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Do annual flu vaccinations provide optimum protection?

on Monday, 03 September 2012. Posted in Occupational Health

flu jab 1

Every year as we head into autumn the same dilemma arises for many of us: Should we get our annual flu jab or not? Is it worth it? Is it safe? In this article we look at the reasons for having regular annual flu vaccinations and some of the myths surrounding flu vaccinations…

Why do I need to consider another flu jab?

There are generally two reasons for getting an annual flu vaccine:

  1. Because flu viruses are constantly changing from year to year, flu vaccines may be updated from one season to the next in order to protect against the most recent and most commonly circulating viruses.
  2. A person’s immune protection from vaccination declines over time and an annual vaccination is needed for optimal protection

Who decides what is in this years’ flu jab?

Each year, many samples of the current flu viruses are collected from around the world. These latest strains of flu viruses are then sent to one of five World Health Organization (WHO) reference laboratories for detailed testing. These laboratories test how well the antibodies in the current vaccine react to the circulating virus and new flu viruses. If required, the latest flu vaccine is then re-engineered to protect against the three influenza viruses that experts predict will be the most common during the upcoming season. Each season, this includes an influenza B virus, an influenza A (H1N1) virus and an influenza A (H3N2) virus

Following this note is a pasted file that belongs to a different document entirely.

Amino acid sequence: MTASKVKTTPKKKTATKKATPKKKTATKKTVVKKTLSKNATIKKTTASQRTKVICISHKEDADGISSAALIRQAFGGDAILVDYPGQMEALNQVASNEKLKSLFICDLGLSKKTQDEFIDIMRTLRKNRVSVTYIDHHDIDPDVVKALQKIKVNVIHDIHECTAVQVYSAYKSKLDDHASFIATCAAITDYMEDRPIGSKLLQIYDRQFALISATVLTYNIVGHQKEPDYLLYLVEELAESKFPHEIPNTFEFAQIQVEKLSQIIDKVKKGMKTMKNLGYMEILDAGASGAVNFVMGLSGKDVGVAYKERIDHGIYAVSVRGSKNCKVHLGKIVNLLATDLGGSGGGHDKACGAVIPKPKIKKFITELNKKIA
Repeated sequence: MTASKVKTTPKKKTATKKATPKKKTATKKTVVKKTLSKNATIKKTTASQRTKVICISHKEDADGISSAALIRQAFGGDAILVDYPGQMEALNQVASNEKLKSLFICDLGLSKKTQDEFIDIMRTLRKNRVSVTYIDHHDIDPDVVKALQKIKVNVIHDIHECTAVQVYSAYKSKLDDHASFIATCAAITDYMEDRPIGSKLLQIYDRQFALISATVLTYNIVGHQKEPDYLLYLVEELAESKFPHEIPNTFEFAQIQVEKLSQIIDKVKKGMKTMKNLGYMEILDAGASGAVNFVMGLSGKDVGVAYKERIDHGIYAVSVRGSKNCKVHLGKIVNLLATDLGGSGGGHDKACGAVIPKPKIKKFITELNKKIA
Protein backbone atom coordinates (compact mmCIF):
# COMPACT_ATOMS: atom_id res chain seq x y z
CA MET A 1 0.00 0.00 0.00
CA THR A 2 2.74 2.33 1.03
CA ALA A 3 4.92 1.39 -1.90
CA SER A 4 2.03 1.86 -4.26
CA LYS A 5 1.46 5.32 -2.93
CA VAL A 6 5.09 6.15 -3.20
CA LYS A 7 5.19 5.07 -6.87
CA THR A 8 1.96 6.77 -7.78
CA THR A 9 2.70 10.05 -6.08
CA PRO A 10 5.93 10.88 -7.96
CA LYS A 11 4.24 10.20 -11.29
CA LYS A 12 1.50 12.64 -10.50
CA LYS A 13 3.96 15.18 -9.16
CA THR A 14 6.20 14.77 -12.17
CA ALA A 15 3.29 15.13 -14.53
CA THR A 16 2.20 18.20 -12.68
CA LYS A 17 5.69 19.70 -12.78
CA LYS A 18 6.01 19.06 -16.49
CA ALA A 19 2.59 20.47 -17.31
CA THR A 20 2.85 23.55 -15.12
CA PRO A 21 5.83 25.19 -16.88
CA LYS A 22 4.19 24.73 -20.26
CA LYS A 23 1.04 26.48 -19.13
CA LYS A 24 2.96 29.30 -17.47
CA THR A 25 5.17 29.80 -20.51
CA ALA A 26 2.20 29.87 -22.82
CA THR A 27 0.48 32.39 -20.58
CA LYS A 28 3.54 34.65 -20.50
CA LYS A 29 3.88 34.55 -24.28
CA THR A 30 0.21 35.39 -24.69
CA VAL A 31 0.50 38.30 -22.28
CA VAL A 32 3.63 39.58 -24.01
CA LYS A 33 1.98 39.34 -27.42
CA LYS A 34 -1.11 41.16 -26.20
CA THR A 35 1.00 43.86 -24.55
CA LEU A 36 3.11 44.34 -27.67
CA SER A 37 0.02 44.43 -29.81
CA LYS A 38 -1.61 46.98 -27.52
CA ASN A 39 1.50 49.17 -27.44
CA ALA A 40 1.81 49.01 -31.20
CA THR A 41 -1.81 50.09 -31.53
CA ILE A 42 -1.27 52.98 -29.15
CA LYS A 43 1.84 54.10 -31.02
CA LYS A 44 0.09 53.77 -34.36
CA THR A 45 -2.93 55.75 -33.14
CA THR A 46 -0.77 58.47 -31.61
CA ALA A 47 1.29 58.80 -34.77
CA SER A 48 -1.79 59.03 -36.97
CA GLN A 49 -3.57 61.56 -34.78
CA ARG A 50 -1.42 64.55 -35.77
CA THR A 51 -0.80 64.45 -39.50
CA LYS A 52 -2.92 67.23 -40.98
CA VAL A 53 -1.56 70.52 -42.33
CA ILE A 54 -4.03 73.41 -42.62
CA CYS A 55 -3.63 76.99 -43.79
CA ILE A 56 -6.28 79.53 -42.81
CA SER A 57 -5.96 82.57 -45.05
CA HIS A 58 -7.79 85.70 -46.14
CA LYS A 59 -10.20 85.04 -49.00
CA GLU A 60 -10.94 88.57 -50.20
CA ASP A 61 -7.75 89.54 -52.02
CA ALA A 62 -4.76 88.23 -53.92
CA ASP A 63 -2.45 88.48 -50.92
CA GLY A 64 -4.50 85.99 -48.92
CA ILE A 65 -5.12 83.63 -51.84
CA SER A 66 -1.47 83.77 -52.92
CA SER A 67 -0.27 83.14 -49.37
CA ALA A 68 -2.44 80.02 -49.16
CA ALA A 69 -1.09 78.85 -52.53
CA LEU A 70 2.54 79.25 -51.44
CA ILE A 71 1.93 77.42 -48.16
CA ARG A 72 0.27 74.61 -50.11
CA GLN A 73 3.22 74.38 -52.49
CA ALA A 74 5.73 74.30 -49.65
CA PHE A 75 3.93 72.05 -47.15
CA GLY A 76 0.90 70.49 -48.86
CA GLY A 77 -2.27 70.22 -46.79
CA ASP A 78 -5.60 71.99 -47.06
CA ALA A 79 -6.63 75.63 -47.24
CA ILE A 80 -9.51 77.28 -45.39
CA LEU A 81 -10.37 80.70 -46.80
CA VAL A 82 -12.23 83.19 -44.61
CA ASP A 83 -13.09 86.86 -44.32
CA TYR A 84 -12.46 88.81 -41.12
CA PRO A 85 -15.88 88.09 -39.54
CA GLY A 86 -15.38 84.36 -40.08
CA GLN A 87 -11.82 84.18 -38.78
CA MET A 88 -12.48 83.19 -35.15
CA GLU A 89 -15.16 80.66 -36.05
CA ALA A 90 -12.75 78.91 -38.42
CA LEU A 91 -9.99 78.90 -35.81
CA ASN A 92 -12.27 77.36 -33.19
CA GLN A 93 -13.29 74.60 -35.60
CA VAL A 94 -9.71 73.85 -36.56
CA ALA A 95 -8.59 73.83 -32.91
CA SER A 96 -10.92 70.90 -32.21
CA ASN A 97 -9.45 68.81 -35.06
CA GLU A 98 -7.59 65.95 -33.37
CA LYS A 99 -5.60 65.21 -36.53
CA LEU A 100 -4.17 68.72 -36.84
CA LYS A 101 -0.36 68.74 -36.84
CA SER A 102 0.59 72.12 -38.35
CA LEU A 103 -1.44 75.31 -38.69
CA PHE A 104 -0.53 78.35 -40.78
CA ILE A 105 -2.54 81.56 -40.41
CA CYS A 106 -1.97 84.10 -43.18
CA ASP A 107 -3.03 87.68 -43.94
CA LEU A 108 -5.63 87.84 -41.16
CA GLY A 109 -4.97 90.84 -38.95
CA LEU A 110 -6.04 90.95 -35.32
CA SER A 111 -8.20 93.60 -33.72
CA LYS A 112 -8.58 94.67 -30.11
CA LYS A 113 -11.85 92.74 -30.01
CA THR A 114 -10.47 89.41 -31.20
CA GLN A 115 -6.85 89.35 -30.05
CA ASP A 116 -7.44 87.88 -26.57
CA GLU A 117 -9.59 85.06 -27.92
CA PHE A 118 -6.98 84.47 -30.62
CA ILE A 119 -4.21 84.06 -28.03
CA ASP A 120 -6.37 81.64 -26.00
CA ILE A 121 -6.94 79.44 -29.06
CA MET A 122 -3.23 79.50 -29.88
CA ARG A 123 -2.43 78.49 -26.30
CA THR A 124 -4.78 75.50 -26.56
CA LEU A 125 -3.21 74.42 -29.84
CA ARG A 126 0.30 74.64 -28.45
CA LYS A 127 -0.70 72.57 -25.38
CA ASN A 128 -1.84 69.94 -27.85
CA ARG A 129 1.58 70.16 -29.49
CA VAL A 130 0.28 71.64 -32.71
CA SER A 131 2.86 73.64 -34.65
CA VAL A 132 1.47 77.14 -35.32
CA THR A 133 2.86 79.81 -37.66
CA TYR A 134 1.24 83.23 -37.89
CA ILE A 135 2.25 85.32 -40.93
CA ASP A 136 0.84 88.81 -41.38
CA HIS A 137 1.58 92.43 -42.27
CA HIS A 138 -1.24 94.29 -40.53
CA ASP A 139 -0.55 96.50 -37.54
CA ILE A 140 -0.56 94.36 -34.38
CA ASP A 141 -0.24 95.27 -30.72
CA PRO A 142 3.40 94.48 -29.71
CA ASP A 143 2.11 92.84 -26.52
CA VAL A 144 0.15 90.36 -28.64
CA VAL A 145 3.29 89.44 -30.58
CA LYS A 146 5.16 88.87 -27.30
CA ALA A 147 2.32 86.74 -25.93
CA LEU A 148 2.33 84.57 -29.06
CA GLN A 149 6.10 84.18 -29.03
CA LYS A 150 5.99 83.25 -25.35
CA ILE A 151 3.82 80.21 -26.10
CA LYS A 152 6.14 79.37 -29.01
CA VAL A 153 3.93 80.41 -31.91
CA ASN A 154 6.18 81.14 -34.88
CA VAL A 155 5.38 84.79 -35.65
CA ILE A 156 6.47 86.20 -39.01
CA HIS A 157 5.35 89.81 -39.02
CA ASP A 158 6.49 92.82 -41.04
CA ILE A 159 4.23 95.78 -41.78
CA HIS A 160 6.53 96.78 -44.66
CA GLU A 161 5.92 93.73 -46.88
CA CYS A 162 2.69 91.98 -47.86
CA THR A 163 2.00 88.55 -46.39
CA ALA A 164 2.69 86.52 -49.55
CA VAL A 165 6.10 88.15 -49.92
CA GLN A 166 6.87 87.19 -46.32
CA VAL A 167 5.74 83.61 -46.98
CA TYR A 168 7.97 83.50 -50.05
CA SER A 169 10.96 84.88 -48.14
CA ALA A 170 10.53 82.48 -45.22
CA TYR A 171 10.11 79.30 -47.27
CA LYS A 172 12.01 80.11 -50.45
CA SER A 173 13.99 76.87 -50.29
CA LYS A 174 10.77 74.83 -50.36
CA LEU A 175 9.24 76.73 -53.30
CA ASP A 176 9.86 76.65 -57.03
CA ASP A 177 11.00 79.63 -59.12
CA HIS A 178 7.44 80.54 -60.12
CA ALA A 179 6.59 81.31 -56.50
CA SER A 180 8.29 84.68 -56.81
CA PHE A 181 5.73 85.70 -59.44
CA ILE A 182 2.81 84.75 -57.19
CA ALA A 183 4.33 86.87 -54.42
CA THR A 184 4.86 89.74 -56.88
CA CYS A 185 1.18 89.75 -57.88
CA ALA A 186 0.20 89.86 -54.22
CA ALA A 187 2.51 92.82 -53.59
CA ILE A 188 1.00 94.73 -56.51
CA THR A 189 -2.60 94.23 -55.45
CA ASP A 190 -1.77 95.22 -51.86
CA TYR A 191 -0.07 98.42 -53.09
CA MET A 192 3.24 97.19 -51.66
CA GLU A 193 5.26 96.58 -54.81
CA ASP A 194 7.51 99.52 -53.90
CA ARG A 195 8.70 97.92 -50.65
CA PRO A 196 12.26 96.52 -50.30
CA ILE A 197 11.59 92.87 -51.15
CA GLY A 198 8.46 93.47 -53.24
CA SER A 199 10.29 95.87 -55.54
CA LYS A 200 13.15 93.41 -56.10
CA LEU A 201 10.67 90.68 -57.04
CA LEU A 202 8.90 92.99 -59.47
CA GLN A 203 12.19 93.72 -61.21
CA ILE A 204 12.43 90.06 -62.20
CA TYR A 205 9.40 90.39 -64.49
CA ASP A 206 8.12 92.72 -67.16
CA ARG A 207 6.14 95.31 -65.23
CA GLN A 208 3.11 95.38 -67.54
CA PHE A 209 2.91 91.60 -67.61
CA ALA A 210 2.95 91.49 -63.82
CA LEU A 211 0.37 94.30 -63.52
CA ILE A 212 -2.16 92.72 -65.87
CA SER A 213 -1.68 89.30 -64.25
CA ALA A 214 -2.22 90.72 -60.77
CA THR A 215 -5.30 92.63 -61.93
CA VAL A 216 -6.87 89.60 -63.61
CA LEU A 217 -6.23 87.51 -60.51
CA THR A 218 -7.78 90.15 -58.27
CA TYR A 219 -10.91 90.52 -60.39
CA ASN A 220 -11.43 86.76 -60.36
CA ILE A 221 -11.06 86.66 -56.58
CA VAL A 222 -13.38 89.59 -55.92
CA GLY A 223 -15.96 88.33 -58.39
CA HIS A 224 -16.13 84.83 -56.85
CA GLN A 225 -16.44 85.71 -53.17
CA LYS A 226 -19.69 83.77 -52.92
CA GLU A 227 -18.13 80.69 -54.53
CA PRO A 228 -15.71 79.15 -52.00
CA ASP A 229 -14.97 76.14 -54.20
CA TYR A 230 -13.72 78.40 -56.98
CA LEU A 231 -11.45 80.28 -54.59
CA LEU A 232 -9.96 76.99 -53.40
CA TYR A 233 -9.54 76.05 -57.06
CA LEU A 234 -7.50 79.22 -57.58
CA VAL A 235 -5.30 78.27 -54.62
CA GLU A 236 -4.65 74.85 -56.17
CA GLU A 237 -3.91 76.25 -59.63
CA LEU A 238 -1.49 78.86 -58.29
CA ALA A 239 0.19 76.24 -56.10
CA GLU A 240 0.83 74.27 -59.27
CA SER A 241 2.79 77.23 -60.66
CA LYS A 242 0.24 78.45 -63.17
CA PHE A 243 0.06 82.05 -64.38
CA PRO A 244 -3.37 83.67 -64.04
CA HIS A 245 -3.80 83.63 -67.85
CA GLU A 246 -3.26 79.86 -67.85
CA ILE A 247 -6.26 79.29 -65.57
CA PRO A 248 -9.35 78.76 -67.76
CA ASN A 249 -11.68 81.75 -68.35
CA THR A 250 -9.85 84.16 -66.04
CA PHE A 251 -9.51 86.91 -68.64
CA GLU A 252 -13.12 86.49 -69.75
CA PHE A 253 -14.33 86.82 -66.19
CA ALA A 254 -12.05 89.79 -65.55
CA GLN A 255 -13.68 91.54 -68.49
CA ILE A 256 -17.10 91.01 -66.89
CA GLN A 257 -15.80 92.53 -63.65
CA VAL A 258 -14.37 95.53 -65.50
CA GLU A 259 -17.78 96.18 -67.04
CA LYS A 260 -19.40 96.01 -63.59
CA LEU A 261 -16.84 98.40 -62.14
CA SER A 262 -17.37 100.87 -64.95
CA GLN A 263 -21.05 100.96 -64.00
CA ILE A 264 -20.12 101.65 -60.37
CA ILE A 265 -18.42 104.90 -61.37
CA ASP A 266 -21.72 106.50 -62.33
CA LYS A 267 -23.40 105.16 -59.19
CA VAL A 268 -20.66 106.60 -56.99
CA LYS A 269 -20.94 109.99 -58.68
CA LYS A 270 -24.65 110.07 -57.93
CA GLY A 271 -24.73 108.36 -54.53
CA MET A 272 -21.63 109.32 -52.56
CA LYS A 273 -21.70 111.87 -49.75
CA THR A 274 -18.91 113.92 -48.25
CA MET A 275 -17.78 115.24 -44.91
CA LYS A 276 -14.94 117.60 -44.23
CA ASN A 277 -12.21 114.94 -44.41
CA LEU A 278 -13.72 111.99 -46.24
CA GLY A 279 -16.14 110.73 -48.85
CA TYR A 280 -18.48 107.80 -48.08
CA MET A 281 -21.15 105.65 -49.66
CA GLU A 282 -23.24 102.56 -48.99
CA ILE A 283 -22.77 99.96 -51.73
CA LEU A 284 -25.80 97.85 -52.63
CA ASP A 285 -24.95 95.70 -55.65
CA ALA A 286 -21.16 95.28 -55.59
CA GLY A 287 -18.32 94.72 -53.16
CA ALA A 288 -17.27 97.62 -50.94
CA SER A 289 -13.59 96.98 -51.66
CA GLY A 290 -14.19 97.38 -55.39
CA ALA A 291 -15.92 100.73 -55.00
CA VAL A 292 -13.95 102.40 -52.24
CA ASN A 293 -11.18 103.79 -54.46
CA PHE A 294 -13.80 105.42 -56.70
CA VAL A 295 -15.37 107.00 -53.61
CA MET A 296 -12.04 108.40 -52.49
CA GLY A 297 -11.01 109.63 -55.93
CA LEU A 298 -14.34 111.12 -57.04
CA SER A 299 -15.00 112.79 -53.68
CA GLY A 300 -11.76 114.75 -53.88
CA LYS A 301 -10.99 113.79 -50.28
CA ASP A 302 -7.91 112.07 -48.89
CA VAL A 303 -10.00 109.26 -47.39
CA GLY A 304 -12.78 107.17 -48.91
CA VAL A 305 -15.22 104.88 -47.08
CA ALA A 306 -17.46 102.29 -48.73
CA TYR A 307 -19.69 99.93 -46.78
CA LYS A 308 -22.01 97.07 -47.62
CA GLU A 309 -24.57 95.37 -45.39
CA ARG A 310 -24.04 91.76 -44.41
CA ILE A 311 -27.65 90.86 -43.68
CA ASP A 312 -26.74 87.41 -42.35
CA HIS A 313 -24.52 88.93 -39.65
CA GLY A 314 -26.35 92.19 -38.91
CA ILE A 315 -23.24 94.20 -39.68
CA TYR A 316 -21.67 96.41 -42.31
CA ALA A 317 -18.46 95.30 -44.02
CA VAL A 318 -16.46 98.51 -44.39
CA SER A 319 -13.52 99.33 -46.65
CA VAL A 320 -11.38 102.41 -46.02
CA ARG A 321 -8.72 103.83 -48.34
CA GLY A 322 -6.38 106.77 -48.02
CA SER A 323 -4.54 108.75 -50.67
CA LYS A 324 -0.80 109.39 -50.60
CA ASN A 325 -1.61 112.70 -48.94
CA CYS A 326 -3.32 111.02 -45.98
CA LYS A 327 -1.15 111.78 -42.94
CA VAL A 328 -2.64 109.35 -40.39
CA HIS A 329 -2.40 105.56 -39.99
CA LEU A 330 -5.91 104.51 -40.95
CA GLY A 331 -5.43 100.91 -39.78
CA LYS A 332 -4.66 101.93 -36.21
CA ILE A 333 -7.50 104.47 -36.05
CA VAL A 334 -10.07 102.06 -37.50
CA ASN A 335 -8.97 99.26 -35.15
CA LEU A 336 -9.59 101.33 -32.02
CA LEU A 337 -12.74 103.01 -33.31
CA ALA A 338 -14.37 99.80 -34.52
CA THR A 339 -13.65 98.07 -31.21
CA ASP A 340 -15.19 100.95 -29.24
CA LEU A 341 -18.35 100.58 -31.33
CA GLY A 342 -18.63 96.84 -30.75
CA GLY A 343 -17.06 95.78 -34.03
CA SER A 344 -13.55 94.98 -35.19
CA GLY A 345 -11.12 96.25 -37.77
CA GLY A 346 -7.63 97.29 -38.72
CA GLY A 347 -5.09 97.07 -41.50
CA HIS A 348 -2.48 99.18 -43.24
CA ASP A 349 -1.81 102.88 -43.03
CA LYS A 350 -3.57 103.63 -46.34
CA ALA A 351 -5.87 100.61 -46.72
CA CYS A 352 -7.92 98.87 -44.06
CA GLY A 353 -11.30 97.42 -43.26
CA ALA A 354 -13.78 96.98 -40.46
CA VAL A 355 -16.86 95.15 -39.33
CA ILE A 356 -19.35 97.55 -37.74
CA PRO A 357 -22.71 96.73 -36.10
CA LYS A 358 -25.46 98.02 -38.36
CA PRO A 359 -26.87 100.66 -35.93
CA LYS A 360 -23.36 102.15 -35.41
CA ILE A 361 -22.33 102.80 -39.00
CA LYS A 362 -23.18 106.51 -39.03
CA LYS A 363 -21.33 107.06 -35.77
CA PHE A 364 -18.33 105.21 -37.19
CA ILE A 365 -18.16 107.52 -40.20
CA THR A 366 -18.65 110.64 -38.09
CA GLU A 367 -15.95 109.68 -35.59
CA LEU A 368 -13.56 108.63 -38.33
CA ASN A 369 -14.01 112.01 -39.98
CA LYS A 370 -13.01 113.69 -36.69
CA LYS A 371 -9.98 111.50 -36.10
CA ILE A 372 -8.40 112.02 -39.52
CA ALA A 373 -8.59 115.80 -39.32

What happens after I get a flu jab?

By two weeks after vaccination, your body will have developed antibodies to protect against the viruses in the vaccine. Those same antibodies will help protect you from the influenza viruses you are most likely to come in contact with during the winter season

Healthy people shouldn’t get the flu, right?

Wrong! Anyone can contract the virus whether they are generally healthy or not. Around 15-20% of the population gets flu each year and could pass it on to others, including those who are at risk of serious illness

What about the side effects of the flu vaccination? I’ve heard it gives you flu.

The flu jab contains no live viruses so it cannot give you the flu. For most people the side effects are very mild. This includes soreness around the site of the injection and occasionally some aching muscles or slightly raised temperature

Who should have a flu vaccination?

The flu jab is highly recommended for those in certain ‘at risk’ groups who are at greater risk of developing complications from flu. At risk groups include pregnant women, people with chronic asthma, diabetes, chronic heart disease, those over 65’s and frontline health or social care workers. It is also well worthwhile that all employees be encouraged to have flu jabs. It makes prudent business sense that companies keep their employees at work and fully productive. Vaccination is the simplest and most effective way of safeguarding against the spread of flu within the workforce each winter

What else can I do to slow the spread of influenza?

Some simple measures can help lower the spread of flu:

  • Viruses lurk on skin and household surfaces, so wash your hands regularly, particularly before eating and when you come in from outside. This is especially important if someone near you has been coughing or sneezing.
  • Wipe clean commonly used areas with an antibacterial cleaning product. This includes kitchen worktops and door handles.
  • During winter, avoid non-essential travel and large crowds

Author:

Ross Thomson, a Director of Joyworkz Ltd.

Sources include:

National Health Service, UK, Health for Work Website: http://www.health4work.nhs.uk/

US Centers for Disease control and Prevention Website: http://www.cdc.gov/flu/flu_vaccine_updates.htm

US Dept of Health and Human Services Website: http://www.flu.gov/index.html

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